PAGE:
Tuesday, June 9, 2009

DLF sees property prices firming up Assetventures

DLF Ltd India's largest listed real estate firm, sees signs of recovery in the country's beaten down residential property sector and expects prices to start firming up, a senior official said on Monday.

Still, Rajeev Talwar, group executive director at the developer, said projects needed to be priced aggressively in order to sell.

Talwar told Reuters in an interview a stable government and a view that the economy may be improving would help demand for real estate, after a property slump that analysts said has seen prices crashing by up to half.

"I think we've done a fair amount on price correction, realistic pricing or aggressive pricing as it may be called," Talwar said.

"I think all Indians have imposed their faith to very immediate economic revival, rather than long term," Talwar said.

"I think all Indians have imposed their faith to very immediate economic revival, rather than long term," Talwar said.

Last month's decisive victory by the ruling Congress party-led coalition has fuelled market optimism that reform measures will help drive economic growth.

The main stock index .BSESN is up about 90 percent from an October low.

"So it would stand to reason that 'yes'," he said when asked whether he expected the housing market had bottomed out.

"In fact why only bottom, if demand is rising, prices should be hardening or firming up. At least the trend would be to move upwards, rather than to go downwards," said Talwar, a former member of the country's elite Indian Administrative Service.

Real estate stocks have nearly tripled from their March low, but remain about 74 percent below their early 2008 peak at the end of a three-year bull run in property prices.

The past 18 months have seen a rough run for Indian property companies.

Heavy debt and a slowdown in fund flows to real estate projects in India forced the founders of 63-year old DLF to sell shares to institutions last month to raise funds.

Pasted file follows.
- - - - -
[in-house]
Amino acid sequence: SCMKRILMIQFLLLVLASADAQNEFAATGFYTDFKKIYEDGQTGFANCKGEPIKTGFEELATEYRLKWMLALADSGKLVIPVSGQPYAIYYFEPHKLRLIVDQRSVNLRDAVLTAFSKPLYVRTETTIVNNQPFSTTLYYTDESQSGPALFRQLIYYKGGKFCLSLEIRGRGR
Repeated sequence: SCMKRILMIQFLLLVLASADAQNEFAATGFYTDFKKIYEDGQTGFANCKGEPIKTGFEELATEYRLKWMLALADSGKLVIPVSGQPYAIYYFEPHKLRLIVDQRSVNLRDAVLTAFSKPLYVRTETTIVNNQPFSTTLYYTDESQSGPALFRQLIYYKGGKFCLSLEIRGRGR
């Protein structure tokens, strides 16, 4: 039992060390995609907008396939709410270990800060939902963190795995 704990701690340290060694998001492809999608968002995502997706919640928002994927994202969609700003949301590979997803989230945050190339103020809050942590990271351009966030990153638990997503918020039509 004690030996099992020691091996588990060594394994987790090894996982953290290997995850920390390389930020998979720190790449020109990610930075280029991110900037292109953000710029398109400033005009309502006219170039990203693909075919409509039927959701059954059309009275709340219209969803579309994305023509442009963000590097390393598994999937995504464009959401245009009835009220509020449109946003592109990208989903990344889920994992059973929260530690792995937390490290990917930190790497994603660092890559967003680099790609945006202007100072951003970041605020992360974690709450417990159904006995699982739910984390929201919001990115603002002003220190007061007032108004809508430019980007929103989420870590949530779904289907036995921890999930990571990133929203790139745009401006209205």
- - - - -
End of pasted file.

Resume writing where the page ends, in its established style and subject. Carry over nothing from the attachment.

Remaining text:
DLF's founders, K.P. Singh and family, raised $783 million by selling 9.9 percent stake in the firm [ID:nDEL155233], which cut their holding to 78.6 percent.

Talwar said the founders intended to maintain their current holding.

"I think what they have announced is that no, there is no further scope of disinvestment," he said.


India, which is plagued by homelessness in its cities, needs an estimated 25 million homes, and Talwar said public-private partnership is key to helping bridge that gap.

He said mid-range housing to serve the country's "bustling middle class" would make up the bulk of DLF's residential business.

Recent project launches by DLF have been priced aggressively and sold quickly as a result.

For example, a new development in Delhi sold 1,400 flats within 24 hours of its April launch.

"I think the lesson that we've drawn from the last year, year and a half is that if you price your product appropriately or competitively there is a market which is waiting to lap it up," he said.

"There is a demand if pricing is appropriate, aggressive, and competitive. People need to see the value for money."

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